Can Deadliest Catch Help the Oil Spill?
Until now, Deadliest Catch was either the beloved television show that you couldn’t stop watching, or the most annoying television show that you couldn’t get someone else to stop watching, a phenomenon that even made it into Sex and the City 2: Big’s obsession with watching Deadliest Catch in bed drives Carrie mad.
The Discovery Channel reality series—commercial crab fishermen off the coast of Alaska battle the high and hostile seas—might seem like a niche show. But with the ongoing disaster in the Gulf of Mexico, it has gained a much more profound cultural currency, one that even Ms. Bradshaw would have to respect.
“We’re not down here to create a spectacle,” Captain Keith Colburn said. “We’re down here to, one, film a show. But, two, while we’re here, we’ll try and step up and do anything we can for the local community.”
With oil gushing into one of the most precious and abundant fisheries in the world, Deadliest Catch has been thrust into the political limelight, a role it is embracing with characteristic, come-hell-or-high-water gusto.
This season, Deadliest Catch will honor the late Captain Phil Harris, who died in February of a stroke.
This week, cast and crew are in New Orleans taping episodes of After the Catch, the 5-episode companion piece to Deadliest Catch that airs toward the end of a season and features interviews with the show’s stars and behind-the-scenes footage.
This year’s show, which debuts on June 15th, has, as it were, a catch: It will expand its focus to the plight of local fishermen in Louisiana, who have been taking Deadliest Catch fishermen out with them to tour the Gulf. Along with members of the Coast Guard, the Louisiana fishermen will appear on the show to talk about the effects of the spill.
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• Shocking photos of oil-soaked animals in the Gulf
• Eric Dezenhall: Why BP Didn’t Plan for This CrisisOff-camera, too, Deadliest Catch is taking a stand. Earlier this week, the show hosted a fundraiser for Louisiana shrimpers in Plaquemines Parish, a region that’s been directly hit by the spill, and the show’s stars have become overnight activists, appearing on seeming every news show from CNN to Hardball with Chris Matthews to talk about the fight to save the Gulf.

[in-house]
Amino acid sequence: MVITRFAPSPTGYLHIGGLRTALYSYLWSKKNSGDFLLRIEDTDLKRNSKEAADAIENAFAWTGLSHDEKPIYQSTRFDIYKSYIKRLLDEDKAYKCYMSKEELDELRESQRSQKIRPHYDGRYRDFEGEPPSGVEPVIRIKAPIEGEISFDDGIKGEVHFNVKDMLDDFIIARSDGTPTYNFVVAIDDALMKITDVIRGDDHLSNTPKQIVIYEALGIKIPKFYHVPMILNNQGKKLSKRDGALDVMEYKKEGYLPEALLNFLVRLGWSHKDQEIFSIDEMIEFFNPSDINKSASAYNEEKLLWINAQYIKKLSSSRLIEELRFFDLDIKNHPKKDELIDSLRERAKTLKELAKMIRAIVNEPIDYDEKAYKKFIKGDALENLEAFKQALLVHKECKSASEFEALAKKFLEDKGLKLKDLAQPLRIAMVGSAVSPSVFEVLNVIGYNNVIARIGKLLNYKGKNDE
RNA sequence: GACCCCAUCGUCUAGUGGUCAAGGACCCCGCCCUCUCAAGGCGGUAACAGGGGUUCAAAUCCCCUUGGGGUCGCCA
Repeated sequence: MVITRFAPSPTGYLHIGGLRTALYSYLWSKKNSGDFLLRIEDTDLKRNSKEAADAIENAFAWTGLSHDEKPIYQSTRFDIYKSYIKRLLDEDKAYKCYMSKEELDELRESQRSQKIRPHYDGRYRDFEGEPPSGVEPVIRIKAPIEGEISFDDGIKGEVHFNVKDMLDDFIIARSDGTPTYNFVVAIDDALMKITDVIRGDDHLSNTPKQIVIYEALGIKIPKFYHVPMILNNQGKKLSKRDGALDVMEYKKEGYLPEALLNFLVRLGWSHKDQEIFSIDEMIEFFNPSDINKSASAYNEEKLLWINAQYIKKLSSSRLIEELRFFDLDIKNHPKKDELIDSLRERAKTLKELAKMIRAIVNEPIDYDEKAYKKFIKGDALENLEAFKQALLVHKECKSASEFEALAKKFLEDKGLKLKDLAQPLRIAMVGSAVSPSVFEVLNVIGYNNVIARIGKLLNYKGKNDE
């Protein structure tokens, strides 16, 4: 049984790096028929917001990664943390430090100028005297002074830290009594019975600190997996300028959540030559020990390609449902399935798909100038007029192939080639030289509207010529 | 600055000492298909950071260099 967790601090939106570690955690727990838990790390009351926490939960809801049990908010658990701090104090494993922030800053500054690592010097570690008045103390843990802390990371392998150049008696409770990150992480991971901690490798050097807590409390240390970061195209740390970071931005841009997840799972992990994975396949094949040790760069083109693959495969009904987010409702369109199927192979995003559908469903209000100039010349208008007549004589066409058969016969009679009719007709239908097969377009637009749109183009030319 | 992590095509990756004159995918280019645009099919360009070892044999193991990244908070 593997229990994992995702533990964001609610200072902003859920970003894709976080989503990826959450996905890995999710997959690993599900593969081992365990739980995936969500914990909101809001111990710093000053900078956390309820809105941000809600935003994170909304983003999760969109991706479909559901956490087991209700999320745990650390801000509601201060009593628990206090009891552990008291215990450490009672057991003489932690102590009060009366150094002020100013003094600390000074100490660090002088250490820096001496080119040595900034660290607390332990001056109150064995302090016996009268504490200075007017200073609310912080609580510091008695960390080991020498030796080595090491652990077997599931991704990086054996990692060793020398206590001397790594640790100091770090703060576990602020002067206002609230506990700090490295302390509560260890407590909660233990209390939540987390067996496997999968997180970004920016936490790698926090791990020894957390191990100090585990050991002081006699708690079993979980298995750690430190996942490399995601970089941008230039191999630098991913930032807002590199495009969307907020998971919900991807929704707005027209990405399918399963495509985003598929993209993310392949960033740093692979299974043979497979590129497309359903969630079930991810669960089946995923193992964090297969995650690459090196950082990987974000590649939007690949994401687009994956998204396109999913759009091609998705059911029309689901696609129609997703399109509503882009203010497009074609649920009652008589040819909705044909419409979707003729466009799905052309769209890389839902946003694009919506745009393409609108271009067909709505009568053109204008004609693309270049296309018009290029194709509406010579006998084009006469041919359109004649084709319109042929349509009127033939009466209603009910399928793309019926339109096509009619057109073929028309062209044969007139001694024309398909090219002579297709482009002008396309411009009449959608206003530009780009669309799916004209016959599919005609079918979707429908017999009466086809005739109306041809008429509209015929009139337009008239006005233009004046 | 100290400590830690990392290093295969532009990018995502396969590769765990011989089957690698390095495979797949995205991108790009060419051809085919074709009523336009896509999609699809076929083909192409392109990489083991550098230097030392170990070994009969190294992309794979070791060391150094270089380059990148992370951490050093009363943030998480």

Not that they see themselves as political pundits. “We’re not down here to create a spectacle,” Keith Colburn, captain of the Wizard, said over the phone from New Orleans, where he’d just finished a marathon taping session. “We’re down here to, one, film a show. But, two, while we’re here, we’ll try and step up and do anything we can for the local community.”
Colburn said the decision to film in New Orleans was coincidental and had been made months before the Deepwater Horizon oilrig went down. The city was chosen partly because of its rich fishing community, but also as a fitting place to honor Phil Harris, the raspy-voiced, heavily tattooed captain of the Cornelia Marie, who passed way in February after suffering a stroke.
The Crescent City “is a great town to pay tribute to someone who was a larger-than-life figure and one of the hearts and souls of the TV show,” Colburn said.
Colburn and his co-stars may not be out to create a spectacle but they are certainly unequivocal in their message, when they talk about what they have seen.
“We were in Plaquemines Parish, 50 miles from the spill, the local fishermen took us out, and what we found was horrific,” Colburn said. “There were miles and miles of boom laid out, and everywhere we looked, there were 10 to 15 feet of just nasty, goopy soup and peanut-butter-colored tar… all over everything. Plus there was a secondary sheen on the water that was more viscous. It’s devastating… As we were going out, we were seeing fish jumping, seeing pelicans sitting on pylons. Their environment is just collapsing and they’re not even aware of it.”
The correlation between crab fishing in the icy waters of the Bering Sea and casting for redfish in the slow, burning heat of the Gulf of Mexico may not be obvious, but Colburn said that fishermen around the globe exist in a brotherhood and that one fisherman’s plight is every fisherman’s plight.
“It doesn’t matter whether you’re a fisherman based on the East Coast, the Gulf, out West, or even Australia,” Colburn said. “We have a common bond. We all fish for a living, and we all have a thread that holds us together as fishermen, that connects us to the water and the environment. We all harvest the bounty of the sea. So for something like this to happen, we want to do everything we can to support these guys.”
The connection is particularly strong for Colburn, who experienced the Exxon Valdez spill back in 1989. “That was 11 million gallons. We’re already looking at, we don’t know, but based on the estimates, 40 million gallons. So it’s already four times the size of that spill. And it’s insidious. We don’t know how bad it is.”
On a lighter note, Colburn admitted he was enjoying his celebrity status walking around New Orleans. “It’s crazy. When you get into a fishing community, pretty much everyone on the street is a fan of the show. It’s not just fishermen… it’s females as well, and kids love it. It’s really crazy. It’s like, mom doesn’t want to watch the game, dad doesn’t want to watch Oprah, but they all want to watch Deadliest.”
Nicole LaPorte is the senior West Coast reporter for The Daily Beast and the author of The Men Who Would Be King: An Almost Epic Tale of Moguls, Movies, and a Company Called DreamWorks.
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